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Tripartite Meetings On Ethiopia’s Nile Dam Underway In Khartoum

Construction workers are seen at a distance in a section of Ethiopia’s Grand Renaissance Dam, as it undergoes construction, during a media tour along the river Nile in Benishangul Gumuz Region, Guba Woreda, in Ethiopia March 31, 2015. REUTER/Tiksa Negeri

Ministers of Sudan, Egypt and Ethiopia held meetings in Sudan’s capital Khartoum on Saturday to discuss issues regarding the Grand Ethiopian Renaissance Dam (GERD).

The meeting is the third of its kind held at the ministerial level as well as the level of the joint technical committees, to reach agreement on the issue of filling and operating the GERD before Jan. 15, 2020.

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“We hope the parties would reach results on key issues,” said Sudan’s Irrigation and Water Resources Minister Yasir Abbas while addressing the opening session of the meetings.

Egyptian Minister of Water Resources and Irrigation Mohamed Abdel Aty stressed the need to focus the discussion on the issue of filling and operating the dam together with the periods of droughts and desertification.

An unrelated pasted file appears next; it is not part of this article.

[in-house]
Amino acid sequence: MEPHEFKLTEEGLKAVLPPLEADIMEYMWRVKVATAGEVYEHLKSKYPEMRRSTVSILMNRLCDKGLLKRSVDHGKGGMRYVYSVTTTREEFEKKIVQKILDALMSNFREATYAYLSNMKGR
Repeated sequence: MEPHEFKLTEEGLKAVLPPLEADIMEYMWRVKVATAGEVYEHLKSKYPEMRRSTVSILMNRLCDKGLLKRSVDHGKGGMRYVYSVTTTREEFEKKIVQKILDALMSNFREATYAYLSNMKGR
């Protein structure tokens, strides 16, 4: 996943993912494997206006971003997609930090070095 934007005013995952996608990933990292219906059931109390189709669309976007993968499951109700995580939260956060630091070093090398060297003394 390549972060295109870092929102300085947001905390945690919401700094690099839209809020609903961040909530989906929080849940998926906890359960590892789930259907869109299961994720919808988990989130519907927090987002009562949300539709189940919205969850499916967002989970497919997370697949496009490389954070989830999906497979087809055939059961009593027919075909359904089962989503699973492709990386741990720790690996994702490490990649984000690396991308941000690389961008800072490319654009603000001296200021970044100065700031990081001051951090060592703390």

He further noted that Egypt prefers reaching a comprehensive deal on all issues of the GERD based on the Declaration of Principles signed in 2015 as a reference agreement.

Ethiopian Water, Energy and Irrigation Minister Selishi Bekele, for his part, said that the first phase of filling the GERD’s lake would begin in July 2020.

He pointed out that the meeting tends to discuss the mechanism for filling the basin of the dam’s lake.

Representatives of the U.S. Treasury and the World Bank attended Khartoum’s meetings which will last for two days.

In March 2015, leaders of Egypt, Sudan and Ethiopia signed the Declaration of Principles committed to reaching an agreement regarding the GERD through cooperation. But differences have been standing despite the deal.

Ethiopia started building the GERD in 2011, while Egypt, a downstream Nile Basin country that relies on the river for its fresh water, is concerned that the dam might affect its 55.5-billion-cubic-meter annual share of the water resources of the river.

The GERD, extending on an area of 1,800 square kilometers, is scheduled to be completed in three years at a cost of 4.7 billion U.S. dollars.

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Written by PH

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